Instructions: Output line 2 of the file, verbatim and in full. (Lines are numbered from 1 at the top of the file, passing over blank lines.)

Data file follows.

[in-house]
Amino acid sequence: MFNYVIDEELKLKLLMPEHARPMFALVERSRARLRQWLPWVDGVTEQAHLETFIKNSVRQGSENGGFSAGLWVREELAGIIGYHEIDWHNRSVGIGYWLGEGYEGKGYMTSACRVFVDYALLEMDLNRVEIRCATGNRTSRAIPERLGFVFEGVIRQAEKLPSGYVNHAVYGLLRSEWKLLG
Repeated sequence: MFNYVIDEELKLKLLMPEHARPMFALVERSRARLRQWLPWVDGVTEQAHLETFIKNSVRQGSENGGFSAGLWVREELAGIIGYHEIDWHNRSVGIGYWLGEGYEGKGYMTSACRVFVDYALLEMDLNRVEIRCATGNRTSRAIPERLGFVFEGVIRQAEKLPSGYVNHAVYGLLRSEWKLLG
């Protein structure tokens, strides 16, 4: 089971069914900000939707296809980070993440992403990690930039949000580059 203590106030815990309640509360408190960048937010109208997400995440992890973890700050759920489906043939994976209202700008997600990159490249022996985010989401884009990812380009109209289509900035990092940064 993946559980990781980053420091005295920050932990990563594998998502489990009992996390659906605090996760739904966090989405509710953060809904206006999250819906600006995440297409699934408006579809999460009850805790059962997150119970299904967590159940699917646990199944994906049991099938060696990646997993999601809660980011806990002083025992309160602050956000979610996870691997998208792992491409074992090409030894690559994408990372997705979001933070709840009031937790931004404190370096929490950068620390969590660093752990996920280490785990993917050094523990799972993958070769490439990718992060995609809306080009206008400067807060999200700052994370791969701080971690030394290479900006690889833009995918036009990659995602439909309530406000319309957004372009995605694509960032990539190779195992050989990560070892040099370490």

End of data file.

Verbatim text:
Amino acid sequence: MFNYVIDEELKLKLLMPEHARPMFALVERSRARLRQWLPWVDGVTEQAHLETFIKNSVRQGSENGGFSAGLWVREELAGIIGYHEIDWHNRSVGIGYWLGEGYEGKGYMTSACRVFVDYALLEMDLNRVEIRCATGNRTSRAIPERLGFVFEGVIRQAEKLPSGYVNHAVYGLLRSEWKLLG